Once again, Harvard Business Review takes on Human Resources. They want to blow it up. There are three spotlight articles on HR in the July-August issue, two by academics and one by HR’s friend, Ram Charan. Remember him?
I suppose all of this attention on the profession of HR is actually a good thing. At least it is placing attention on the single most important element for business success – the people.
Peter Capelli suggests that HR professionals cannot wait to be told what to do, because most business leaders are not experts on workplace issues. To say that is an understatement is like saying the Eiffel Tower is a playground structure. He advocates that HR be in front of key business issues that relate to people, providing executive leaders with business-focused proposals, backed by good research and evidence.
Okay, I can’t argue with any of that. He sets a three step process starting with HR setting the agenda, then acquiring business knowledge and finally highlighting financial benefits. All good advice.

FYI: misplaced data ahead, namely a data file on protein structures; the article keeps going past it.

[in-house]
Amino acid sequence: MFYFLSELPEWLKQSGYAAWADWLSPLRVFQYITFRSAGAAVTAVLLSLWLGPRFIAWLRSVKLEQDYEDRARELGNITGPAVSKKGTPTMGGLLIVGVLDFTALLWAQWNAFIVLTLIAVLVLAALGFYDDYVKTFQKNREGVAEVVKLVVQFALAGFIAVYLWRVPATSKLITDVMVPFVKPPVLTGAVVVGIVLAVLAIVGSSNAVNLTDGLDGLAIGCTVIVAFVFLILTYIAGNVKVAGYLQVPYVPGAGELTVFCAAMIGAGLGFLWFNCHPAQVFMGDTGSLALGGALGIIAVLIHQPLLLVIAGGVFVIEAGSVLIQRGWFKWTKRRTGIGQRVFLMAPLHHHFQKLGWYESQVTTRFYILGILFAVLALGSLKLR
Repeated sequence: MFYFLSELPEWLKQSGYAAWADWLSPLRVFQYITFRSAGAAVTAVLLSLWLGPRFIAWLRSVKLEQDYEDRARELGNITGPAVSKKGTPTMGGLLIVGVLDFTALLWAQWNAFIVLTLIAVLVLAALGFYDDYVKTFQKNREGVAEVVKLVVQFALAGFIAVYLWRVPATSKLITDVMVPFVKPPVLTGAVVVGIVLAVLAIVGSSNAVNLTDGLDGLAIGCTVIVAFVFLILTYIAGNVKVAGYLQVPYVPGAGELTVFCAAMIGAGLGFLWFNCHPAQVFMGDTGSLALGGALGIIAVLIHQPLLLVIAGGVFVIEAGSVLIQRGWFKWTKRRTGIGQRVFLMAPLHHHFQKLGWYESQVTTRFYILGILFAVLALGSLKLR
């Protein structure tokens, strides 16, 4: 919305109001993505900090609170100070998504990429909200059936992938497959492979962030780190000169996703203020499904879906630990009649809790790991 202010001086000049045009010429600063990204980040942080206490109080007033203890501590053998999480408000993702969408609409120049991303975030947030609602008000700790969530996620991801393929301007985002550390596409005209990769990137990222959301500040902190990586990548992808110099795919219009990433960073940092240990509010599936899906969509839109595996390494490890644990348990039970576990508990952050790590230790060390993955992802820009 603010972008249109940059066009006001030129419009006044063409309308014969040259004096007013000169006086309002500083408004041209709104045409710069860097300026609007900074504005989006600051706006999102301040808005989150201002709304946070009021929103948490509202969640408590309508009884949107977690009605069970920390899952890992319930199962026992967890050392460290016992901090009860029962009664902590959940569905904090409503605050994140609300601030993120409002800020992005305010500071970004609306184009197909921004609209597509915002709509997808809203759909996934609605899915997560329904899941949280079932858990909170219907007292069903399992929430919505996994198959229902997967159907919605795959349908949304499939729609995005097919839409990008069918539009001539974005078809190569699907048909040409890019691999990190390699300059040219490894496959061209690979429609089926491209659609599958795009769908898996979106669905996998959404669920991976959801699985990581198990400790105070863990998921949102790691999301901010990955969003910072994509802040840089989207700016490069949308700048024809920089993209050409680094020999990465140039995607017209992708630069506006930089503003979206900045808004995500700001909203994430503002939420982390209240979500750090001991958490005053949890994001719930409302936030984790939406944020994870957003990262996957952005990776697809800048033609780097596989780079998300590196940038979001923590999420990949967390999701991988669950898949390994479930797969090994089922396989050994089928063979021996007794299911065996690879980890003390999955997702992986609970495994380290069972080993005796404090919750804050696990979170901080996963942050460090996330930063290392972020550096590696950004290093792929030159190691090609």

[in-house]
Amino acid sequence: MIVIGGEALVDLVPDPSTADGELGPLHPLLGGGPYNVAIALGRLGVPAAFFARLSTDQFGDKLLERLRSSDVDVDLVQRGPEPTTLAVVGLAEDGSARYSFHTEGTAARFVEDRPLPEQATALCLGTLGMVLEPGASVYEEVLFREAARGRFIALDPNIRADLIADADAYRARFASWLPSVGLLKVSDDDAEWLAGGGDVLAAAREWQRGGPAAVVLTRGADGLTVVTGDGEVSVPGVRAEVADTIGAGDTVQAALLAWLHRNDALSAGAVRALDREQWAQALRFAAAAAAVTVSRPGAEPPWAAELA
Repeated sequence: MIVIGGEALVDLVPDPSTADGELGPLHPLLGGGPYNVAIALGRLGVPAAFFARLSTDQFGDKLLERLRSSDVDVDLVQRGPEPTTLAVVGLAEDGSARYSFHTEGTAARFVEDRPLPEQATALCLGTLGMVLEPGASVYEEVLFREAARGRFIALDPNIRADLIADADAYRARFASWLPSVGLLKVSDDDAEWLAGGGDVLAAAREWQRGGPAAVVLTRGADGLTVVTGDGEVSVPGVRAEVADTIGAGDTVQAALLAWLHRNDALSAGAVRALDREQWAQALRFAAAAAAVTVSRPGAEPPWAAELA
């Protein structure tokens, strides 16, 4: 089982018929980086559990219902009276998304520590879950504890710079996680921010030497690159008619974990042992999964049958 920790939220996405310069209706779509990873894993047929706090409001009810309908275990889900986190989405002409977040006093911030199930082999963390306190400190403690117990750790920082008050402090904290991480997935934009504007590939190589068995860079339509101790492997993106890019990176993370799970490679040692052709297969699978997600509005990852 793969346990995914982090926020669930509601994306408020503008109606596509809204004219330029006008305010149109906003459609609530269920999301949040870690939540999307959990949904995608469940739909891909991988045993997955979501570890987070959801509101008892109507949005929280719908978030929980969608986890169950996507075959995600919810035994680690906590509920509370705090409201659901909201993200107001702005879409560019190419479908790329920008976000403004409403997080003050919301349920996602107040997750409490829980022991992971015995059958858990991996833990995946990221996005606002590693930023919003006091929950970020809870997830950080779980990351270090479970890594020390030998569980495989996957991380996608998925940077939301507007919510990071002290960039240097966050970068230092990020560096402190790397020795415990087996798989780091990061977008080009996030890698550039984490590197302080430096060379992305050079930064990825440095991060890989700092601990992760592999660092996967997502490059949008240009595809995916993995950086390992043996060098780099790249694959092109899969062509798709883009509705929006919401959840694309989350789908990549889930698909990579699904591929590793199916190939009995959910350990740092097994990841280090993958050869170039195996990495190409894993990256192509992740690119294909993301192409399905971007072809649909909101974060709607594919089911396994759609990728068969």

So, I get it, but how do I DO it?
Ram Charan proposes that CEOs rewrite the CHRO’s job description to position Human Resources as a member of the leadership triumvirate, along with the CEO and the CFO. (I’m trying not to be cynical about any CEO writing a job description.) Charan suggests including the Board when defining the role of the CHRO. If business leaders cannot define workplace issues, why would Board members do better? However, he postulates three key roles for HR: predicting outcomes, diagnosing problems and prescribing actions. Yep, good advice.
But how do I DO it?
So far, this is all academic and theoretical, but in the next article we have a terrific real-life story – how Juniper Networks completely revamped HR, written jointly by Steven Rice, the CHRO that effected the change, and HR guru John Boudreau. Cool, so now I’m going to learn how I DO it!